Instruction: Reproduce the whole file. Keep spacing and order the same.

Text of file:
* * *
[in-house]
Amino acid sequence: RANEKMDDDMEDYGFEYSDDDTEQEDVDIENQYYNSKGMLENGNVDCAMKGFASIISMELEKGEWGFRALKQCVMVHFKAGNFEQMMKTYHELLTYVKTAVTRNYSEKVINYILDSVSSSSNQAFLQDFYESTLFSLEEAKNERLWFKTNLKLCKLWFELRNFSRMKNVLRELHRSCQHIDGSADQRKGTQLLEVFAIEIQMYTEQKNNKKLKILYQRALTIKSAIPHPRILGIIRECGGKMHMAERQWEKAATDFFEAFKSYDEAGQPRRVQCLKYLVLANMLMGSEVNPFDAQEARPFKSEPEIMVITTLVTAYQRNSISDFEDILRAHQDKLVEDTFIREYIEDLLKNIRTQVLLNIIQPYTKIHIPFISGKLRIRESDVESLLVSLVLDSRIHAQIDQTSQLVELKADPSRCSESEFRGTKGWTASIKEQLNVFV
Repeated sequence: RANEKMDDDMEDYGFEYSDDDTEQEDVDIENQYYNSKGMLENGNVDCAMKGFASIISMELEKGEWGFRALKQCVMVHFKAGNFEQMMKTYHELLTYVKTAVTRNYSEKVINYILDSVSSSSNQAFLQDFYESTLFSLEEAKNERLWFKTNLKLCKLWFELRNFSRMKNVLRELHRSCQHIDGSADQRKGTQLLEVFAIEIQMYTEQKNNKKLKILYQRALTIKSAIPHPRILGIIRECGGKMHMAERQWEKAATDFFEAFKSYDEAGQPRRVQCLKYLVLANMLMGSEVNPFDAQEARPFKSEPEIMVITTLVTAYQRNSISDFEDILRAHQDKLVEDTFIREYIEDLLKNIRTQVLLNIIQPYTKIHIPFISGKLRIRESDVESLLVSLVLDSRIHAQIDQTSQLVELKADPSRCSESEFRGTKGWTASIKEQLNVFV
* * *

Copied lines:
[in-house]
Amino acid sequence: RANEKMDDDMEDYGFEYSDDDTEQEDVDIENQYYNSKGMLENGNVDCAMKGFASIISMELEKGEWGFRALKQCVMVHFKAGNFEQMMKTYHELLTYVKTAVTRNYSEKVINYILDSVSSSSNQAFLQDFYESTLFSLEEAKNERLWFKTNLKLCKLWFELRNFSRMKNVLRELHRSCQHIDGSADQRKGTQLLEVFAIEIQMYTEQKNNKKLKILYQRALTIKSAIPHPRILGIIRECGGKMHMAERQWEKAATDFFEAFKSYDEAGQPRRVQCLKYLVLANMLMGSEVNPFDAQEARPFKSEPEIMVITTLVTAYQRNSISDFEDILRAHQDKLVEDTFIREYIEDLLKNIRTQVLLNIIQPYTKIHIPFISGKLRIRESDVESLLVSLVLDSRIHAQIDQTSQLVELKADPSRCSESEFRGTKGWTASIKEQLNVFV
Repeated sequence: RANEKMDDDMEDYGFEYSDDDTEQEDVDIENQYYNSKGMLENGNVDCAMKGFASIISMELEKGEWGFRALKQCVMVHFKAGNFEQMMKTYHELLTYVKTAVTRNYSEKVINYILDSVSSSSNQAFLQDFYESTLFSLEEAKNERLWFKTNLKLCKLWFELRNFSRMKNVLRELHRSCQHIDGSADQRKGTQLLEVFAIEIQMYTEQKNNKKLKILYQRALTIKSAIPHPRILGIIRECGGKMHMAERQWEKAATDFFEAFKSYDEAGQPRRVQCLKYLVLANMLMGSEVNPFDAQEARPFKSEPEIMVITTLVTAYQRNSISDFEDILRAHQDKLVEDTFIREYIEDLLKNIRTQVLLNIIQPYTKIHIPFISGKLRIRESDVESLLVSLVLDSRIHAQIDQTSQLVELKADPSRCSESEFRGTKGWTASIKEQLNVFV